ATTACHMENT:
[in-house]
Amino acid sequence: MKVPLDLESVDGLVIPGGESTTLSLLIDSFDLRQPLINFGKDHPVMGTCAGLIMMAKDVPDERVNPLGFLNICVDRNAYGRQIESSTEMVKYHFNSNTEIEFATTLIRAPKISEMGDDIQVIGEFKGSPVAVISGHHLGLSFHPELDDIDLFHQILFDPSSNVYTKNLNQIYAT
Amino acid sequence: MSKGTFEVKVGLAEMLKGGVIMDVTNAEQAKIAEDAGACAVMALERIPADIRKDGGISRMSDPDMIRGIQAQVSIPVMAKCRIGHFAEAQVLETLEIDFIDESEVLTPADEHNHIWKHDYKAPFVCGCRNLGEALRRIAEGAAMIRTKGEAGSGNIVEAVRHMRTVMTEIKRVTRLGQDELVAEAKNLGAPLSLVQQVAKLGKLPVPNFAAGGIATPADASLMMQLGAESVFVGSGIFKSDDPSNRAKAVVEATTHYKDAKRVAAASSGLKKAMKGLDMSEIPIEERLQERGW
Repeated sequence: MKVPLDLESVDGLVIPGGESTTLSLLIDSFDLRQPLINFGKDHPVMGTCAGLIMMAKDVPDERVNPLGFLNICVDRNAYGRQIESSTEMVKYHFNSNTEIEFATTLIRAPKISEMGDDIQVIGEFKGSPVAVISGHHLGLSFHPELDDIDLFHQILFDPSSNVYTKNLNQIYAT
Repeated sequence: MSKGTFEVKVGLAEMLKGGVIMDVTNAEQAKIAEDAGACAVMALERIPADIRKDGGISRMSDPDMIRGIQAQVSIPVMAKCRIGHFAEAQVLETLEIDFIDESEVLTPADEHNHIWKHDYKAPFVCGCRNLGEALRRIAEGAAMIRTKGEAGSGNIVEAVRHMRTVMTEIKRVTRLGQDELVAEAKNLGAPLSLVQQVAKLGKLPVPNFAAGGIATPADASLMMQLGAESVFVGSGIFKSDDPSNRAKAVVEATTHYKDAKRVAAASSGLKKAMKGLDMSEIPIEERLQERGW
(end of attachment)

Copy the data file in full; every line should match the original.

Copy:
[in-house]
Amino acid sequence: MKVPLDLESVDGLVIPGGESTTLSLLIDSFDLRQPLINFGKDHPVMGTCAGLIMMAKDVPDERVNPLGFLNICVDRNAYGRQIESSTEMVKYHFNSNTEIEFATTLIRAPKISEMGDDIQVIGEFKGSPVAVISGHHLGLSFHPELDDIDLFHQILFDPSSNVYTKNLNQIYAT
Amino acid sequence: MSKGTFEVKVGLAEMLKGGVIMDVTNAEQAKIAEDAGACAVMALERIPADIRKDGGISRMSDPDMIRGIQAQVSIPVMAKCRIGHFAEAQVLETLEIDFIDESEVLTPADEHNHIWKHDYKAPFVCGCRNLGEALRRIAEGAAMIRTKGEAGSGNIVEAVRHMRTVMTEIKRVTRLGQDELVAEAKNLGAPLSLVQQVAKLGKLPVPNFAAGGIATPADASLMMQLGAESVFVGSGIFKSDDPSNRAKAVVEATTHYKDAKRVAAASSGLKKAMKGLDMSEIPIEERLQERGW
Repeated sequence: MKVPLDLESVDGLVIPGGESTTLSLLIDSFDLRQPLINFGKDHPVMGTCAGLIMMAKDVPDERVNPLGFLNICVDRNAYGRQIESSTEMVKYHFNSNTEIEFATTLIRAPKISEMGDDIQVIGEFKGSPVAVISGHHLGLSFHPELDDIDLFHQILFDPSSNVYTKNLNQIYAT
Repeated sequence: MSKGTFEVKVGLAEMLKGGVIMDVTNAEQAKIAEDAGACAVMALERIPADIRKDGGISRMSDPDMIRGIQAQVSIPVMAKCRIGHFAEAQVLETLEIDFIDESEVLTPADEHNHIWKHDYKAPFVCGCRNLGEALRRIAEGAAMIRTKGEAGSGNIVEAVRHMRTVMTEIKRVTRLGQDELVAEAKNLGAPLSLVQQVAKLGKLPVPNFAAGGIATPADASLMMQLGAESVFVGSGIFKSDDPSNRAKAVVEATTHYKDAKRVAAASSGLKKAMKGLDMSEIPIEERLQERGW